marry Richard Blum, an invest-
ment banker, later this year.
Among San Francisco's 35,000
Jews, about five percent of the
population, Mrs. Feinstein is not
considered particularly involved
in Jewish affairs, although she
maintains a nominal membership
in Congregation Sherith Israel, a
Reform congregation, and the
B'nai B'rith Woman.
However, her political future
will depend less on her Jewish-
ness than on her handling of the
affairs of volatile San Francisco,
very tourist's favorite American
She Can Use a Gun
ALTHOUGH the city is pre-
dominantly Catholic, with a
strong Italian influence, it has a
large Chinese and growing Black
population, and 15 percent of the
residents form a politically
potent homosexual voting bloc.
So far, Mrs. Feinstein has
received high marks for coolness
and competence in two critical
situations: first, the assas-
sination of her predecessor; and
then the mass suicide in Guyana
of cult members belonging to the
People's Temple, whose home
base is in San Francisco.
Mrs. Feinstein herself is no
stranger to violence. In 1976, her
city home was fire-bombed, and
the windows of her beach house
were shot out. She knows how to
use firearms, but does not carry a
Mrs. Feinstein is the second
Jewish mayor in San Francisco
history. The first was Adolph
Sutro, who was elected in 1895.
Among San Francisco's
35,000 Jews, about five
percent of the population,
Mrs. Feinstein is not con-
sidered particularly in-
volved in Jewish affairs,
although she maintains a
nominal membership in
Congregation Sherith
Israel, a Reform congre-
gation, and the B'nai
B'rith Women.
AA RATED-7.00%
A RATED-8.00%
(Standard and Poors)
Free of federal income tax
211 Royal Poinciana Way
Palm Beach, Florida 33480
ATTN: Mr. Rubin
3 Please send your Brochure on tax-free municipal bonds
Name _
Tel *.
See us daily
at 4.45 PM
Palm Beach (305) 659-6300
Outside of Fla. Call Toll Free 800-327-6320
Who cares
about Reba?
She came to Israel twenty years ago from Poland
with her husband and three fine sons. Illness took her
husband from her. Wars took her sons. Now she lives
alone with her memories. The world is hardly aware
that she is in it.
There are many Rebas. In Israel. Here. The world
over. It is possible to forget them.
But to forget Reba, you must forget who you are.
You must ignore a heritage of nearly six thousand years
of shared joy and sufferingthe oneness of all Jews
everywhere. Reba is you-and her needs are your needs,
with a different emphasis.
Renew yourself as you renew her life -and Jewish
life everywhere. Make you pledge today to the 1979
Who cares about Reba?
We do. Yon do.
ef Use Jwifc, FcetersvttcM. f Palm IWach County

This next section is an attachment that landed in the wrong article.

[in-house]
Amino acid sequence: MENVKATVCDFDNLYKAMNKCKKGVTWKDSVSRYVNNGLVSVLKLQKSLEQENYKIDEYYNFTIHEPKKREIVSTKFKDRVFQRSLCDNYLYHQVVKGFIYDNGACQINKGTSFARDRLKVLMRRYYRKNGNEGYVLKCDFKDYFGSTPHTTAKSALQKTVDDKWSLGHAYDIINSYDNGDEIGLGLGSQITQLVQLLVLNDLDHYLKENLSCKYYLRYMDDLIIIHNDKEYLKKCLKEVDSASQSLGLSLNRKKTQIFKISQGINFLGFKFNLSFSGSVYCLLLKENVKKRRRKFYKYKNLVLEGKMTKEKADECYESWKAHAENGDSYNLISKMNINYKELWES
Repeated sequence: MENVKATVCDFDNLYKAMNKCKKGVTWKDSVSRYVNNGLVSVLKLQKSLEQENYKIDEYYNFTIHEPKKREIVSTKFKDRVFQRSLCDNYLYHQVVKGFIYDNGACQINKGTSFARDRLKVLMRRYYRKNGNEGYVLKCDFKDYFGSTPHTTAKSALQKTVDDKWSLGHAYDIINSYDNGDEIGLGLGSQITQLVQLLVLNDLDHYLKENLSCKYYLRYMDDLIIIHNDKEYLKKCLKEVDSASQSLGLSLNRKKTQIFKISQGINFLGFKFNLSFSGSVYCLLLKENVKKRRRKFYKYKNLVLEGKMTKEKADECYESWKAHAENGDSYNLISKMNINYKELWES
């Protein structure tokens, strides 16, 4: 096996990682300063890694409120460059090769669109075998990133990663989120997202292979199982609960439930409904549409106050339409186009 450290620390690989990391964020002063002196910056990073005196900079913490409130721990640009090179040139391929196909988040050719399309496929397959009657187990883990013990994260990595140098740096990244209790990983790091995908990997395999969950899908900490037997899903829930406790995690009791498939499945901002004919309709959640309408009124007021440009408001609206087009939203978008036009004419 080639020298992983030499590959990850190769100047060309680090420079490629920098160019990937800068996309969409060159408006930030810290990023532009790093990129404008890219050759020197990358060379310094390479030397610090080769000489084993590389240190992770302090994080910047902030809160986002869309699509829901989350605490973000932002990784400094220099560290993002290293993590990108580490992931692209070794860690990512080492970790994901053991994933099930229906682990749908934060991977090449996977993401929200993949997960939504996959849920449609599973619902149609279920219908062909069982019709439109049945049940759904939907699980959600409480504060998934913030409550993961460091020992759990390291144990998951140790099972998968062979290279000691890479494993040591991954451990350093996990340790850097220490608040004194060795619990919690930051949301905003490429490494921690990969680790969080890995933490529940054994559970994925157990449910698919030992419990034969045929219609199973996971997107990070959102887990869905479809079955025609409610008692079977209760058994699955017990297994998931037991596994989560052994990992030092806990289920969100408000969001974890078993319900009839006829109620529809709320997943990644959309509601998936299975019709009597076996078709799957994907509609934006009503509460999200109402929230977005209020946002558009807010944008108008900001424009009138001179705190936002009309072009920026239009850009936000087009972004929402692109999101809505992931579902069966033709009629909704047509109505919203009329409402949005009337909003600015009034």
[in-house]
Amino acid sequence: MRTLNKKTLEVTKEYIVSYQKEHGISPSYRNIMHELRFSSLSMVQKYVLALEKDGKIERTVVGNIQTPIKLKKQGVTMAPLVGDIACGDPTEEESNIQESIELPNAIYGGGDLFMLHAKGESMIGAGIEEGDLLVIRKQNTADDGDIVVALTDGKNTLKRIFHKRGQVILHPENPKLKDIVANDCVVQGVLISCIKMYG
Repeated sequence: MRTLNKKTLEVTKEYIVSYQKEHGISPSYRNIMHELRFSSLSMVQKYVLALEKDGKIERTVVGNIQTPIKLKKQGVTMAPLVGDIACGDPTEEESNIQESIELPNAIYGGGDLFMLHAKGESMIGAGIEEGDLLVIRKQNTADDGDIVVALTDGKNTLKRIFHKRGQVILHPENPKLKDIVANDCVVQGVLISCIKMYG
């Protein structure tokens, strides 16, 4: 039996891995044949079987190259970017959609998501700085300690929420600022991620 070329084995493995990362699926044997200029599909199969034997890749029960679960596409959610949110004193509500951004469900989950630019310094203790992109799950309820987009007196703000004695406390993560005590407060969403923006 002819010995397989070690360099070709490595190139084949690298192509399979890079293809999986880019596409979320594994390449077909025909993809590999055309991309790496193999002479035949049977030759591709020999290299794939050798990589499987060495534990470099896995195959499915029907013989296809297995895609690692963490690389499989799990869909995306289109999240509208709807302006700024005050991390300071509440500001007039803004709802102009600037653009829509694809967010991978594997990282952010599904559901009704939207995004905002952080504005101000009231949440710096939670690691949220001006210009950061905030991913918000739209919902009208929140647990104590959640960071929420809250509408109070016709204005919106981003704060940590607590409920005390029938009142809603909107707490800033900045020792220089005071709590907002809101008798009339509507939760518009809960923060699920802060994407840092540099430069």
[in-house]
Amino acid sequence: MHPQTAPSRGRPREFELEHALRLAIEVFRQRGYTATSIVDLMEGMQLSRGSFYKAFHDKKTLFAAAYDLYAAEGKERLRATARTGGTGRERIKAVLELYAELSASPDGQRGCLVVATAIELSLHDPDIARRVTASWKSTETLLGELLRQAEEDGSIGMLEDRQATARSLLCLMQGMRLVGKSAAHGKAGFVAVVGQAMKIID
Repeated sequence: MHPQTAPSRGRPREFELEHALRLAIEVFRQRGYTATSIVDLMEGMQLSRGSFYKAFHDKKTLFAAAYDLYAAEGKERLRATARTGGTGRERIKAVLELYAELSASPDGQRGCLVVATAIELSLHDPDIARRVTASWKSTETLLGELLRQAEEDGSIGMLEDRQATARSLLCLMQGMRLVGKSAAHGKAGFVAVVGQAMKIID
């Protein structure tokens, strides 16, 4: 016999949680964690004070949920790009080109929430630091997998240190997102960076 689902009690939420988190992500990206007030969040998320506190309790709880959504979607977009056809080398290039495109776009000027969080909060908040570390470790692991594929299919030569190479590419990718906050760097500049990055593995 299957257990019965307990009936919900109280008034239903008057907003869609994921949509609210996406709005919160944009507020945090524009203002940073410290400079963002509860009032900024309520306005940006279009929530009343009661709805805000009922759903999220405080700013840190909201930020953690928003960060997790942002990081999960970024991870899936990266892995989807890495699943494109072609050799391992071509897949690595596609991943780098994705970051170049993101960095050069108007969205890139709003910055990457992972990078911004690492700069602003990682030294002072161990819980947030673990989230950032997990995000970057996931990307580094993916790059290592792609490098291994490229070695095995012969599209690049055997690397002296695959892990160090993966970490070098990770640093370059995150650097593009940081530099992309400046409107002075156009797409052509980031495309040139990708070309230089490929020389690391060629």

Ml Sent* Plagter MpajsWMl KM, West Pals* tWaxh, Florida **40l
Ifeor of Jewish Renewol at Home arriOyerseas
rhank you for your Interest in receiving the
Booklet Expkxlr j the Jewish Heritage in
Spain', unfortun, teiy. due to a printers
strike In Spain trie printing of this
puoiication. as well as others, has been
delayed and we expect to receive It in s or
4 weeks.
as soon as we receive this Booklet, we will
mall it to you.
Let Iberia
show you
800 years
of Jewish
in Spain.
v-^ong before Columbus first
set sail for the New World,
Jewish philosophers, poets and
patrons of the arts were contribut-
ing to the history and culture of
Spain. Now Iberia offers exclu-
sive tours that highlight the
remarkable Jewish heritage
of Spain. You'll relive Spain's
"Golden Age of Judaism" while
you enjoy all the natural beauty
and excitement modern Spain has
to offer.
Your Iberia adventure will
begin in Madrid, with its world
famous Prado Museum. You'll
visit the old Jewish quarters of
Toledo and Seville and the birth-
place of Maimonides in Cordoba
You'll spend a day visiting Malaga
and the Alhambra in Granada.
And you'll still have time to enjoy
the sun and the festivities of the
Costa del Sol, Spain's famous
Mediterranean playground. (On
the 13-night tour there's a side-trip
to Morocco).
It all starts the minute you
leave New York or Miami on a
comfortable Iberia wide-body jet
Iberia offers you the option of
returning home via Miami even if
you left from New York (or visit-
ing New York if you departed
from Miami).
Discover the Jewish experi-
ence in Spain with the people who
know Spain best. Iberia
Departure GIT Airfare* Land Com
Datnlo from from 9 13
Madrid N.YC Miami nights nifhli
July 12
Aug. o
$473 SMS. $440 $629
(Xi 18
Dec. 20
Jan 24. HO
Rtb 21
March 20
$408. S480. $.179. SS24.
For complete information and
reservations sec your Travel
Agent, send in the coupon
or call Iberia toll-free